The New Immigrant Whiteness
Mapping representations of post-1980s immigration from the former Soviet Union to the United States in interviews, reality TV shows, fiction, and memoirs, Claudia Sadowski-Smith shows how this nationally and ethnically diverse group is associated with idealized accounts of the assimilation and upward mobility of early twentieth-century arrivals from Europe. As it traces the contributions of historical Eastern European migration to the emergence of a white racial identity that continues to provide privileges to many post-Soviet migrants, the book places the post-USSR diaspora into larger discussions about the racialization of contemporary US immigrants under neoliberal conditions.
"The New Immigrant Whiteness" argues that legal status on arrival — as participants in refugee, marriage, labor, and adoptive migration — impacts post-Soviet immigrants’ encounters with growing socioeconomic inequalities and tightened immigration restrictions, as well as their attempts to construct transnational identities. The book examines how their perceived whiteness exposes post-Soviet family migrants to heightened expectations of assimilation, explores undocumented migration from the former Soviet Union, analyzes post-USSR immigrants’ attitudes toward anti-immigration laws that target Latina/os, and considers similarities between post-Soviet and Asian immigrants in their association with notions of upward immigrant mobility. A compelling and timely volume, "The New Immigrant Whiteness" offers a fresh perspective on race and immigration in the United States today.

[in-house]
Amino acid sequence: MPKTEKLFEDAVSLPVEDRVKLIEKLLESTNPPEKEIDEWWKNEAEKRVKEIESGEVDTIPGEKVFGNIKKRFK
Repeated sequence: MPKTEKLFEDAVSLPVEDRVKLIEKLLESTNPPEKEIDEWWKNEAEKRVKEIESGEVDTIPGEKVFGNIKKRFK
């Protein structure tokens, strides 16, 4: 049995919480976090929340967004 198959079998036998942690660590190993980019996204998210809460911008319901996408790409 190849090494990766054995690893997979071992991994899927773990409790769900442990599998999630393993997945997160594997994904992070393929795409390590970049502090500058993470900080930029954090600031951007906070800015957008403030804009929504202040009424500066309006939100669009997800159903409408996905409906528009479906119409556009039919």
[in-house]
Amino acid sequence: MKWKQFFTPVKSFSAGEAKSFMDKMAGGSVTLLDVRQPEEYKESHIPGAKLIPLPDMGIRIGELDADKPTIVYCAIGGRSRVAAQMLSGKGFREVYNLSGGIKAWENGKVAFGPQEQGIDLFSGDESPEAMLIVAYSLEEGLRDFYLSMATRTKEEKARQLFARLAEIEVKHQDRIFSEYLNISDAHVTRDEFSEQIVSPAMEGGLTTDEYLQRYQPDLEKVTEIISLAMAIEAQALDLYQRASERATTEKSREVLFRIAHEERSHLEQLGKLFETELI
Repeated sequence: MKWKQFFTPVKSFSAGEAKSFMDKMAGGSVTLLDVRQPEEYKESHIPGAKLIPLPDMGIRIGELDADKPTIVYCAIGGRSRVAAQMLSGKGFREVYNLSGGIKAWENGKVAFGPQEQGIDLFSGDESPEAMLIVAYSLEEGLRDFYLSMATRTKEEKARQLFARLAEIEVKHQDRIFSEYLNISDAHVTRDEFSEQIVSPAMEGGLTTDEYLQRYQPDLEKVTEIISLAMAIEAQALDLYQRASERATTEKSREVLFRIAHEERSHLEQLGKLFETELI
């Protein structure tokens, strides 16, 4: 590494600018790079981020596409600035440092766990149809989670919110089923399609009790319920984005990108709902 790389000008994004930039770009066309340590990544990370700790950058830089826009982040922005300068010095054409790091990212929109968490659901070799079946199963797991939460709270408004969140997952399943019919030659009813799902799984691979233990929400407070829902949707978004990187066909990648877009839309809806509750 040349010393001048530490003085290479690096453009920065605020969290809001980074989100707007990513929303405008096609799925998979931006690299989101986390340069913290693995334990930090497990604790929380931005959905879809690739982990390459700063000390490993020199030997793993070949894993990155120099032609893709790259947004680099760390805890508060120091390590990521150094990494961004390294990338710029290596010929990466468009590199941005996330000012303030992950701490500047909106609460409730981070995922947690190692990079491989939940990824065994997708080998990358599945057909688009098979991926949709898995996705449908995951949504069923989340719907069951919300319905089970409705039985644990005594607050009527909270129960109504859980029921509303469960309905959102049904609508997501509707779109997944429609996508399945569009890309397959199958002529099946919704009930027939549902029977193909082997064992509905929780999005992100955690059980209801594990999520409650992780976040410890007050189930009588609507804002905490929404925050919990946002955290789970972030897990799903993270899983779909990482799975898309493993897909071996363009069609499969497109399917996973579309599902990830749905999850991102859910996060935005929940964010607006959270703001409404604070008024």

Praise for this book
“This amazingly rich book provides a much-needed window into the diverse Post-Soviet diaspora and offers a new understanding of how immigrant whiteness and race work today. Sadowski-Smith's original interdisciplinary approach and cross-ethnic comparative research make 'The New Immigrant Whiteness' stand out in the field of migration studies. Scholars and students seeking to understand the transnational cultures, gender and family dynamics, and migration and adaptation strategies of contemporary European migrants need to start with this book.”
"This multi-layered, cross-disciplinary book makes us aware of the shades of whiteness that tend to be systematically erased when subjected to the binary color line that historically defines racial difference in the US. Looking at areas of representation as diverse as reality TV, literature, and international adoption, Sadowski-Smith's study of immigration from the post-Soviet region makes a persuasive argument for a subtle, relational understanding of race and ethnicity as flexible, historically shifting categories."